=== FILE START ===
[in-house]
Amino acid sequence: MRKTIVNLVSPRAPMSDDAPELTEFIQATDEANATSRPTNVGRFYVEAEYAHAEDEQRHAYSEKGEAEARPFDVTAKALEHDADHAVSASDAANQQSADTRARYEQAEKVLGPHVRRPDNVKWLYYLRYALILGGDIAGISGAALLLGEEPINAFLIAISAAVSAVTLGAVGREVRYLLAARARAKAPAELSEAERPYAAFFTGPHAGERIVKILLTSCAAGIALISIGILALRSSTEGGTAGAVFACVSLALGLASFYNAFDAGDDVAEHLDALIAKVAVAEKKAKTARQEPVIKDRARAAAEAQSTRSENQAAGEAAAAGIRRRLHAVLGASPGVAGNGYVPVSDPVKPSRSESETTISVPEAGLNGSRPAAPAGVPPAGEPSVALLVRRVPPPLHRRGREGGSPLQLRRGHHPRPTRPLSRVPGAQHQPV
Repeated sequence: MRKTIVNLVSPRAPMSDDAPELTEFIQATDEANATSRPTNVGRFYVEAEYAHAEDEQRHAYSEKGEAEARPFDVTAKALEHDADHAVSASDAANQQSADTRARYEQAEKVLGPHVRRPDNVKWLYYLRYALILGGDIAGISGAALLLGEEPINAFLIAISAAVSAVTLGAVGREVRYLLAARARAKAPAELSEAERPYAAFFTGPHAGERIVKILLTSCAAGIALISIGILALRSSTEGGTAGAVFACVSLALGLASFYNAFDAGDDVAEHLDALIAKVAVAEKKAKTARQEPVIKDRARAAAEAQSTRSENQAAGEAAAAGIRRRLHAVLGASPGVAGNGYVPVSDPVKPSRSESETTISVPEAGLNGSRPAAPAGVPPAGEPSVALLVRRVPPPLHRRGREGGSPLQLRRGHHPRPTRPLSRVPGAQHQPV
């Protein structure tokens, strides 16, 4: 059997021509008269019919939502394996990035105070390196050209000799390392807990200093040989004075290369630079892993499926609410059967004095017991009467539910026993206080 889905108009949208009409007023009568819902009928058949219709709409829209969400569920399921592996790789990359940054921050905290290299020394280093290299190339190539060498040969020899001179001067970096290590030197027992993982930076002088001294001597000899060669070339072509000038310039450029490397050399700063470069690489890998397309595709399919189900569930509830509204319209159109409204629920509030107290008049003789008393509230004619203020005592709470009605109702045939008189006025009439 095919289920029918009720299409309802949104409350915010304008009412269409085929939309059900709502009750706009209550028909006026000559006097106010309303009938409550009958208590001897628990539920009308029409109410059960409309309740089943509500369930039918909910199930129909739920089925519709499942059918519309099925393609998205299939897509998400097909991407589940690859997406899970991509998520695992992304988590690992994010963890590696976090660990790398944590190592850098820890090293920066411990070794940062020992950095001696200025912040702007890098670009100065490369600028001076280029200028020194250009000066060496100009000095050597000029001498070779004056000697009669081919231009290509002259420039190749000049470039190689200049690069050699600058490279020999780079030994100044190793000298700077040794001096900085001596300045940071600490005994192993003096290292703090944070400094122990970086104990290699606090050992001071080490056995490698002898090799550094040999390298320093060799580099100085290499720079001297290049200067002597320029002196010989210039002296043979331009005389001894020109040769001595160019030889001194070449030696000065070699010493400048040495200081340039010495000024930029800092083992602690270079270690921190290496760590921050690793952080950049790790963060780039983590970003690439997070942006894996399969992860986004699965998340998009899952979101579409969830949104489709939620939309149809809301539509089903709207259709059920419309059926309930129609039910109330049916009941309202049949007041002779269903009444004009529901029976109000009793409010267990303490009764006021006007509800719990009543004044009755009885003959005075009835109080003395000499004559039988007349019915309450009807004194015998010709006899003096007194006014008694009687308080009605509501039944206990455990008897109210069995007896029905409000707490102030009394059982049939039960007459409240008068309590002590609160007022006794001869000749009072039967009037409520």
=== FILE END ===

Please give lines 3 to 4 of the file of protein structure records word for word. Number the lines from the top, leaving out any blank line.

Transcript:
Repeated sequence: MRKTIVNLVSPRAPMSDDAPELTEFIQATDEANATSRPTNVGRFYVEAEYAHAEDEQRHAYSEKGEAEARPFDVTAKALEHDADHAVSASDAANQQSADTRARYEQAEKVLGPHVRRPDNVKWLYYLRYALILGGDIAGISGAALLLGEEPINAFLIAISAAVSAVTLGAVGREVRYLLAARARAKAPAELSEAERPYAAFFTGPHAGERIVKILLTSCAAGIALISIGILALRSSTEGGTAGAVFACVSLALGLASFYNAFDAGDDVAEHLDALIAKVAVAEKKAKTARQEPVIKDRARAAAEAQSTRSENQAAGEAAAAGIRRRLHAVLGASPGVAGNGYVPVSDPVKPSRSESETTISVPEAGLNGSRPAAPAGVPPAGEPSVALLVRRVPPPLHRRGREGGSPLQLRRGHHPRPTRPLSRVPGAQHQPV
């Protein structure tokens, strides 16, 4: 059997021509008269019919939502394996990035105070390196050209000799390392807990200093040989004075290369630079892993499926609410059967004095017991009467539910026993206080 889905108009949208009409007023009568819902009928058949219709709409829209969400569920399921592996790789990359940054921050905290290299020394280093290299190339190539060498040969020899001179001067970096290590030197027992993982930076002088001294001597000899060669070339072509000038310039450029490397050399700063470069690489890998397309595709399919189900569930509830509204319209159109409204629920509030107290008049003789008393509230004619203020005592709470009605109702045939008189006025009439 095919289920029918009720299409309802949104409350915010304008009412269409085929939309059900709502009750706009209550028909006026000559006097106010309303009938409550009958208590001897628990539920009308029409109410059960409309309740089943509500369930039918909910199930129909739920089925519709499942059918519309099925393609998205299939897509998400097909991407589940690859997406899970991509998520695992992304988590690992994010963890590696976090660990790398944590190592850098820890090293920066411990070794940062020992950095001696200025912040702007890098670009100065490369600028001076280029200028020194250009000066060496100009000095050597000029001498070779004056000697009669081919231009290509002259420039190749000049470039190689200049690069050699600058490279020999780079030994100044190793000298700077040794001096900085001596300045940071600490005994192993003096290292703090944070400094122990970086104990290699606090050992001071080490056995490698002898090799550094040999390298320093060799580099100085290499720079001297290049200067002597320029002196010989210039002296043979331009005389001894020109040769001595160019030889001194070449030696000065070699010493400048040495200081340039010495000024930029800092083992602690270079270690921190290496760590921050690793952080950049790790963060780039983590970003690439997070942006894996399969992860986004699965998340998009899952979101579409969830949104489709939620939309149809809301539509089903709207259709059920419309059926309930129609039910109330049916009941309202049949007041002779269903009444004009529901029976109000009793409010267990303490009764006021006007509800719990009543004044009755009885003959005075009835109080003395000499004559039988007349019915309450009807004194015998010709006899003096007194006014008694009687308080009605509501039944206990455990008897109210069995007896029905409000707490102030009394059982049939039960007459409240008068309590002590609160007022006794001869000749009072039967009037409520």